[DB-SIG] Including variables in SQL queries

paul@boddie.net paul@boddie.net
18 Mar 2002 17:24:32 -0000

Hugh <h.e.w.frater@cs.cf.ac.uk> wrote:

[Variables in SQL - my favourite topic, apparently]

>formid = form.getvalue('id')
>c.execute("select password from tblborrower where userid = formid")

If you want to know the best and most secure method, just follow the advice at 
the end of this message. Let's look at some of the suggested approaches:

"Arthur Albano" <arthuralbano@hotmail.com> wrote:
>Maybe this:
> >>>a="World!"
> >>>b="Hello %s" % (a)

Effectively, this is the same as...

  b="Hello " + a

And using this basic principle, we have the following suggestion:

"Turcotte, Paul" <paulturcotte@bbg.org> wrote:
>Something like this may work for you:
>query = "select password from table where userid like '" + formid + "'"

Apart from the frequently-arising encoding issues that emerge from using this 
approach, there's a danger in using the above. Consider the following value for 

  "' or ''='"

Hopefully, any validation that might be present in an application would filter 
this kind of thing out. Otherwise the value of query becomes...

  "select password from table where userid like '" + \
  "' or ''='" + \

...which becomes...

  "select password from table where userid like '' or ''=''"

What this query will do is to select all passwords from the table. That's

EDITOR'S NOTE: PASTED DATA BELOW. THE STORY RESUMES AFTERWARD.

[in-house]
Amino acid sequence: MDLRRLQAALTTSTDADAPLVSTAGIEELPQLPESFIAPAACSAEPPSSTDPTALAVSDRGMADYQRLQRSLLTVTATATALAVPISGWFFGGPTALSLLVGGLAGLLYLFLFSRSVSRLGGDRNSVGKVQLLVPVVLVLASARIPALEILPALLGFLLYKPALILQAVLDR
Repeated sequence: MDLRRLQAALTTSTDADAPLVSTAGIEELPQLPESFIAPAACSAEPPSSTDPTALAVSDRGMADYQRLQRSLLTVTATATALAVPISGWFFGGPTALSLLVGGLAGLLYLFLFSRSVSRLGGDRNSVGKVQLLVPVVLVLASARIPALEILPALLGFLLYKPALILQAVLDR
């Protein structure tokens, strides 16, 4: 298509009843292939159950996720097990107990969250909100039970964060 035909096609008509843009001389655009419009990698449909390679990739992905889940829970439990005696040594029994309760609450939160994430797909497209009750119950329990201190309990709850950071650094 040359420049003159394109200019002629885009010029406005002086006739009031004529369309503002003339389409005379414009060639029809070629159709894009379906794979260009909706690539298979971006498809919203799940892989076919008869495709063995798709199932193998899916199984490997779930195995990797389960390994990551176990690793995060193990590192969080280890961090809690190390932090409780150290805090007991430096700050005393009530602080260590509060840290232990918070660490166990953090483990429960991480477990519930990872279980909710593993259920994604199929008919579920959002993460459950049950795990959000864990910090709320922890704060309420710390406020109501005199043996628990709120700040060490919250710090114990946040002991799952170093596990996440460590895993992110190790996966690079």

probably not what you want, unless you really want to allow users to retrieve 
other people's passwords. In any case, there are other situations where such 
statement manipulation will probably open large security holes.

"Jekabs Andrushaitis" <j.andrusaitis@konts.lv> wrote:
>Most Python DB wrapper modules support "bind variables" in SQL (there
>are some exceptions - for example PostgreSQL module which is part of
>PostgreSQL distribution, but there are other PostgreSQL modules which
>do support bind variables:)

This is the "right answer". One must not get confused by the use of %s as a 
paremeter marker in the DB-API, however. It is possible to construct a 
statement using such notation, but remember that Python's % operator will not 
be used. Moreover, it will never be necessary to put quotes in the statement 
either (unless you're actually willing to hard-code certain constants, but even 
then it's hardly necessary or desirable).

For example:

  # For pyPgSQL - where %s is the parameter marker:
  query = "select password from table where userid like %s"

  # For Sybase modules, typically:
  query = "select password from table where userid like ?"

Now, with a cursor:

  # The second parameter is a sequence:
  cursor.execute(query, (formid,))

I hope this helps!


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